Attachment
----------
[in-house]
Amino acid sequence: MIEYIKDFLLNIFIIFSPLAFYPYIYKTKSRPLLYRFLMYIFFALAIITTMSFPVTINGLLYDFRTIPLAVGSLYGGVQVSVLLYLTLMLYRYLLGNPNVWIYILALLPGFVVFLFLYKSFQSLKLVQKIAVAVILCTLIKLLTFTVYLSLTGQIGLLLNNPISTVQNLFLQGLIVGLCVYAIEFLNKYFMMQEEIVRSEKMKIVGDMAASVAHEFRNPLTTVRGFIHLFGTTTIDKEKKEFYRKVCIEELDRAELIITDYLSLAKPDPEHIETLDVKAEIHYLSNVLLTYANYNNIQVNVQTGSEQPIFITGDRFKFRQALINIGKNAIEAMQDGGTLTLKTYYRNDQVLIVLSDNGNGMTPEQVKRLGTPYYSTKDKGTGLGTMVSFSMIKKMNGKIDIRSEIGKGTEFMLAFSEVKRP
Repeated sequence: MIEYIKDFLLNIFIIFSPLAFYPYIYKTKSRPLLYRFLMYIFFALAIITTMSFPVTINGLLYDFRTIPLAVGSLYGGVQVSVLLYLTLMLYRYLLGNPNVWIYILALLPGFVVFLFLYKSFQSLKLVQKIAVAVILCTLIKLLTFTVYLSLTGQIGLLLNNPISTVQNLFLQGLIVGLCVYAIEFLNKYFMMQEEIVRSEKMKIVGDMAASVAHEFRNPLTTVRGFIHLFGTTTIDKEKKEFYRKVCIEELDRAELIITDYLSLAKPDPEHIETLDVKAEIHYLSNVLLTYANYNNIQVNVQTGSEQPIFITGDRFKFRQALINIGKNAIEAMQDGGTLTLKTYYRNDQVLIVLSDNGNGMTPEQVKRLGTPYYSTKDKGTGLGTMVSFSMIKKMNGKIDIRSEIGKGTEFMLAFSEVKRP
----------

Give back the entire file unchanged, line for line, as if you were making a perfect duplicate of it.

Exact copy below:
[in-house]
Amino acid sequence: MIEYIKDFLLNIFIIFSPLAFYPYIYKTKSRPLLYRFLMYIFFALAIITTMSFPVTINGLLYDFRTIPLAVGSLYGGVQVSVLLYLTLMLYRYLLGNPNVWIYILALLPGFVVFLFLYKSFQSLKLVQKIAVAVILCTLIKLLTFTVYLSLTGQIGLLLNNPISTVQNLFLQGLIVGLCVYAIEFLNKYFMMQEEIVRSEKMKIVGDMAASVAHEFRNPLTTVRGFIHLFGTTTIDKEKKEFYRKVCIEELDRAELIITDYLSLAKPDPEHIETLDVKAEIHYLSNVLLTYANYNNIQVNVQTGSEQPIFITGDRFKFRQALINIGKNAIEAMQDGGTLTLKTYYRNDQVLIVLSDNGNGMTPEQVKRLGTPYYSTKDKGTGLGTMVSFSMIKKMNGKIDIRSEIGKGTEFMLAFSEVKRP
Repeated sequence: MIEYIKDFLLNIFIIFSPLAFYPYIYKTKSRPLLYRFLMYIFFALAIITTMSFPVTINGLLYDFRTIPLAVGSLYGGVQVSVLLYLTLMLYRYLLGNPNVWIYILALLPGFVVFLFLYKSFQSLKLVQKIAVAVILCTLIKLLTFTVYLSLTGQIGLLLNNPISTVQNLFLQGLIVGLCVYAIEFLNKYFMMQEEIVRSEKMKIVGDMAASVAHEFRNPLTTVRGFIHLFGTTTIDKEKKEFYRKVCIEELDRAELIITDYLSLAKPDPEHIETLDVKAEIHYLSNVLLTYANYNNIQVNVQTGSEQPIFITGDRFKFRQALINIGKNAIEAMQDGGTLTLKTYYRNDQVLIVLSDNGNGMTPEQVKRLGTPYYSTKDKGTGLGTMVSFSMIKKMNGKIDIRSEIGKGTEFMLAFSEVKRP